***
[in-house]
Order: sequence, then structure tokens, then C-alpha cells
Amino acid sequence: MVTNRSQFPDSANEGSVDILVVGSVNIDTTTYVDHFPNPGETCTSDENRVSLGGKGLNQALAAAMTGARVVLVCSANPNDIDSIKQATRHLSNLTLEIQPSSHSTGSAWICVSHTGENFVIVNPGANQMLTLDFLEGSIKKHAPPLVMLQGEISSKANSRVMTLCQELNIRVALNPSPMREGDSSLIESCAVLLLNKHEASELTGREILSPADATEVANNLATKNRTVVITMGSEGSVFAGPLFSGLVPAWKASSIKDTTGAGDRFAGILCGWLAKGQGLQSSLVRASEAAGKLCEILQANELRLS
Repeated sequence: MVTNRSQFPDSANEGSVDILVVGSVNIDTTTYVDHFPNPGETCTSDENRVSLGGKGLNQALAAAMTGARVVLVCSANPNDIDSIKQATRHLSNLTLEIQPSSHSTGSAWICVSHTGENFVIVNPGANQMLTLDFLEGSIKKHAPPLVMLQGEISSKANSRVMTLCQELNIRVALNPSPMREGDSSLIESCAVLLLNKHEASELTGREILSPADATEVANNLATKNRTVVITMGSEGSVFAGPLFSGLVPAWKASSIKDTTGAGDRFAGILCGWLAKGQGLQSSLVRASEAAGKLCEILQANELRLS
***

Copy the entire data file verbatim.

[in-house]
Order: sequence, then structure tokens, then C-alpha cells
Amino acid sequence: MVTNRSQFPDSANEGSVDILVVGSVNIDTTTYVDHFPNPGETCTSDENRVSLGGKGLNQALAAAMTGARVVLVCSANPNDIDSIKQATRHLSNLTLEIQPSSHSTGSAWICVSHTGENFVIVNPGANQMLTLDFLEGSIKKHAPPLVMLQGEISSKANSRVMTLCQELNIRVALNPSPMREGDSSLIESCAVLLLNKHEASELTGREILSPADATEVANNLATKNRTVVITMGSEGSVFAGPLFSGLVPAWKASSIKDTTGAGDRFAGILCGWLAKGQGLQSSLVRASEAAGKLCEILQANELRLS
Repeated sequence: MVTNRSQFPDSANEGSVDILVVGSVNIDTTTYVDHFPNPGETCTSDENRVSLGGKGLNQALAAAMTGARVVLVCSANPNDIDSIKQATRHLSNLTLEIQPSSHSTGSAWICVSHTGENFVIVNPGANQMLTLDFLEGSIKKHAPPLVMLQGEISSKANSRVMTLCQELNIRVALNPSPMREGDSSLIESCAVLLLNKHEASELTGREILSPADATEVANNLATKNRTVVITMGSEGSVFAGPLFSGLVPAWKASSIKDTTGAGDRFAGILCGWLAKGQGLQSSLVRASEAAGKLCEILQANELRLS